In Scott v. Chipotle Mexican Grill, Inc., No. 12-08333, 2014 U.S. Dist. LEXIS 175775 (S.D.N.Y December 18, 2014), the court held that the employer waived the attorney-client privilege by invoking a good-faith defense and thereby putting at issue otherwise privileged communications between the employer and its lawyers regarding the classification of employees under the Fair Labor Standards Act (FLSA). In asserting its good-faith defense, the employer claimed to have relied on state and federal regulations but specifically denied relying “upon advice of counsel.” However, the court found that “such artful pleading cannot negate an element of a statutory defense, especially here, where it is evident that [the employer] did in fact have the advice of counsel on the very topic at issue.” The court held that “where the defendant has clearly benefitted from the advice of counsel on the very issue on which it asserts good faith, it puts its relevant attorney-client communications at issue and thereby waives its privilege.”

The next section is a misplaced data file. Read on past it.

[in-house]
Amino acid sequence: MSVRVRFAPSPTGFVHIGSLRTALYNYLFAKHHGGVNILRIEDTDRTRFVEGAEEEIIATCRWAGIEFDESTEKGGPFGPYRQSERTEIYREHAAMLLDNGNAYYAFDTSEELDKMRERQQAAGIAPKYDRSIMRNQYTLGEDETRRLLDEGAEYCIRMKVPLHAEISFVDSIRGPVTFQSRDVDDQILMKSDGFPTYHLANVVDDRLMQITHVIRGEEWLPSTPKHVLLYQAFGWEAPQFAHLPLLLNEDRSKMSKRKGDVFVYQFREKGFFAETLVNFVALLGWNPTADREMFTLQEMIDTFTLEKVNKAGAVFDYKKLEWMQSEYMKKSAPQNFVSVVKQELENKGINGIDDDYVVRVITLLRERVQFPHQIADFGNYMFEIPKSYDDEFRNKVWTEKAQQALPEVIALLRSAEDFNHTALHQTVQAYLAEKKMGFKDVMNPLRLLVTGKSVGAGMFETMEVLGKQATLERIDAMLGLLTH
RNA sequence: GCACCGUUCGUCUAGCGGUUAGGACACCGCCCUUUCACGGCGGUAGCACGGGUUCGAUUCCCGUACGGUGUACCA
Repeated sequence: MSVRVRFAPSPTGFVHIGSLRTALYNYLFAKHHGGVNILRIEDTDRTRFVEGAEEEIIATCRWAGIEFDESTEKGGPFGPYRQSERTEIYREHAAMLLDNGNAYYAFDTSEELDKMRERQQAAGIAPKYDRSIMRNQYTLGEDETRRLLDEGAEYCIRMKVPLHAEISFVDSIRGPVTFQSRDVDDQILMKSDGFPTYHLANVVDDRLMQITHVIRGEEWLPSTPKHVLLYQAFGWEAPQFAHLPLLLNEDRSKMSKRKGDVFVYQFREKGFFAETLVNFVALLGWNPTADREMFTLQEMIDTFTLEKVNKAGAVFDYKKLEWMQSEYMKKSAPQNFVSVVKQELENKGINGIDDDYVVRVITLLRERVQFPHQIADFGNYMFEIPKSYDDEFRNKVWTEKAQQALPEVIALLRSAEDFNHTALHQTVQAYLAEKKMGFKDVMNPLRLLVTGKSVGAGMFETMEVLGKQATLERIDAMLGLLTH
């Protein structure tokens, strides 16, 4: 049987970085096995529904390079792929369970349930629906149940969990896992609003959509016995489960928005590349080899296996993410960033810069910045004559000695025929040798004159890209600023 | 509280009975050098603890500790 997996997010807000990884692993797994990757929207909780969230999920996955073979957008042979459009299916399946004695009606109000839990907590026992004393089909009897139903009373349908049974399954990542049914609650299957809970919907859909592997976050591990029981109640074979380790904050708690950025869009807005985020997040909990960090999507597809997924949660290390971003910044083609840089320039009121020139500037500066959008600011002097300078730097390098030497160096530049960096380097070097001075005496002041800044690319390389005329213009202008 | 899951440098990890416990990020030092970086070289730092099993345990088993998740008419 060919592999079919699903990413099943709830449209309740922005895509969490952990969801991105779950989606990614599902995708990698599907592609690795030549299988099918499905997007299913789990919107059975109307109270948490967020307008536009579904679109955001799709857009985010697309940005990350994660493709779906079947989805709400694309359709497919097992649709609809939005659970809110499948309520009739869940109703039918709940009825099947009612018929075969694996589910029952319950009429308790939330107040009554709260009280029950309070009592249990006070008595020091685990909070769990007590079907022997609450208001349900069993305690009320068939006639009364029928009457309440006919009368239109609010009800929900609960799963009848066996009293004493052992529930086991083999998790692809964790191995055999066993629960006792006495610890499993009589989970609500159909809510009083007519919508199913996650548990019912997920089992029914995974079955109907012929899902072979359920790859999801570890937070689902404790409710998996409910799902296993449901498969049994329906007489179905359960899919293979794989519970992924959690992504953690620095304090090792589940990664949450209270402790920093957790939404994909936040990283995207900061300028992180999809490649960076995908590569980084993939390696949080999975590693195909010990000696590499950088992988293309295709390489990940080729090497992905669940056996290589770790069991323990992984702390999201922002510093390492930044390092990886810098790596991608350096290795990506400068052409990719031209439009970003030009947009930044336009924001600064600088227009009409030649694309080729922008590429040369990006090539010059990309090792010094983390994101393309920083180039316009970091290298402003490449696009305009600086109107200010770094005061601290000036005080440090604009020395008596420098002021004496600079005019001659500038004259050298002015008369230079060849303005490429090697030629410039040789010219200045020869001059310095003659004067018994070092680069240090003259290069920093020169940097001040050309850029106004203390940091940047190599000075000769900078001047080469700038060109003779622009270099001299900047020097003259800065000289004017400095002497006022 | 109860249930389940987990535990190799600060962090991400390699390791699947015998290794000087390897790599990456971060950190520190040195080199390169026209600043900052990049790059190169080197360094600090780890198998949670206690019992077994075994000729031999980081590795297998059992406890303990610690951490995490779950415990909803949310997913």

The FLSA allows a defendant to avoid liability for failure to pay overtime if the defendant “pleads and proves that the act or omission complained of was in good faith in conformity with and in reliance on any written administrative regulation, order, ruling, approval, or interpretation” of the administrator of the Wage and Hour Division of the Department of Labor. 29 U.S.C. § 259. The act also allows an employer found liable for past wages to avoid liability for liquidated damages by proving a reasonable, good-faith belief that it was not violating the FLSA. 29 U.S.C. § 260. Additionally, an employer’s lack of willfulness limits the statute of limitations for claims under the FLSA from three to two years. 29 U.S.C. § 255(a). The court’s decision in Scott, however,demonstrates that employers must proceed with caution when asserting such “good faith” defenses to alleged violations of the FLSA. If an employer relies on advice of counsel in determining the proper classification of its employees, asserting such a defense could subject its otherwise privileged communications with counsel to discovery.